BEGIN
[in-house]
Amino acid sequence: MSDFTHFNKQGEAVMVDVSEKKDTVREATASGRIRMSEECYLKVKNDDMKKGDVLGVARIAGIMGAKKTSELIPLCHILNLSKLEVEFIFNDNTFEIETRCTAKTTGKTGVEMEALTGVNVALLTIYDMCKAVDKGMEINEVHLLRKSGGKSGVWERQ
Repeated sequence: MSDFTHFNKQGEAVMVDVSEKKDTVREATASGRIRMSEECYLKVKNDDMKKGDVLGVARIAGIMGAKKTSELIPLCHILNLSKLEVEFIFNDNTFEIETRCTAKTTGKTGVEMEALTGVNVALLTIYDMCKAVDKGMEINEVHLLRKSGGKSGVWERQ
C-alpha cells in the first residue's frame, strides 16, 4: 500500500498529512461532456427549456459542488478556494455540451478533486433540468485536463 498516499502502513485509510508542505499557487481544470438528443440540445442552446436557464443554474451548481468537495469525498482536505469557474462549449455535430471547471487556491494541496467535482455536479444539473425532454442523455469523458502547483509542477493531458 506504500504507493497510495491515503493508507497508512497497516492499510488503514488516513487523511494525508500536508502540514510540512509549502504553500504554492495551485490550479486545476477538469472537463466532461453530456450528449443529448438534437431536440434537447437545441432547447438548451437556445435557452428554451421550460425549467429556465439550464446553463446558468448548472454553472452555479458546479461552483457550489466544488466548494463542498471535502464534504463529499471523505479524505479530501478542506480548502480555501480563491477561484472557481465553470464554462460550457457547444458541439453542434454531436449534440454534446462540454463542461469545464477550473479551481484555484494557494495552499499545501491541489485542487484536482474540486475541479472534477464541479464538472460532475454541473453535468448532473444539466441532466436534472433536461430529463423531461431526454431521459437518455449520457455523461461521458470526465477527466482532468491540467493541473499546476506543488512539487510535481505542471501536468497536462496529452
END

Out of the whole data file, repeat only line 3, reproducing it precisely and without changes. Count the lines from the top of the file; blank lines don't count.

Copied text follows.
Repeated sequence: MSDFTHFNKQGEAVMVDVSEKKDTVREATASGRIRMSEECYLKVKNDDMKKGDVLGVARIAGIMGAKKTSELIPLCHILNLSKLEVEFIFNDNTFEIETRCTAKTTGKTGVEMEALTGVNVALLTIYDMCKAVDKGMEINEVHLLRKSGGKSGVWERQ